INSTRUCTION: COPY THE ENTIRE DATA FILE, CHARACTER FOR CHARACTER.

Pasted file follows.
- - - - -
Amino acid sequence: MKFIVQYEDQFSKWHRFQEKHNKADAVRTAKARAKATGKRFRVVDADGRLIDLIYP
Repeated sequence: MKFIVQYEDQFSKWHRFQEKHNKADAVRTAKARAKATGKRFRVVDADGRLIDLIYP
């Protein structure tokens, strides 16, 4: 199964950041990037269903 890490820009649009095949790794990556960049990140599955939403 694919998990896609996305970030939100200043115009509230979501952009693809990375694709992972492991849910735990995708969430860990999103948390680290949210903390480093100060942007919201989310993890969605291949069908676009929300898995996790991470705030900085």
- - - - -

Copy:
Amino acid sequence: MKFIVQYEDQFSKWHRFQEKHNKADAVRTAKARAKATGKRFRVVDADGRLIDLIYP
Repeated sequence: MKFIVQYEDQFSKWHRFQEKHNKADAVRTAKARAKATGKRFRVVDADGRLIDLIYP
């Protein structure tokens, strides 16, 4: 199964950041990037269903 890490820009649009095949790794990556960049990140599955939403 694919998990896609996305970030939100200043115009509230979501952009693809990375694709992972492991849910735990995708969430860990999103948390680290949210903390480093100060942007919201989310993890969605291949069908676009929300898995996790991470705030900085």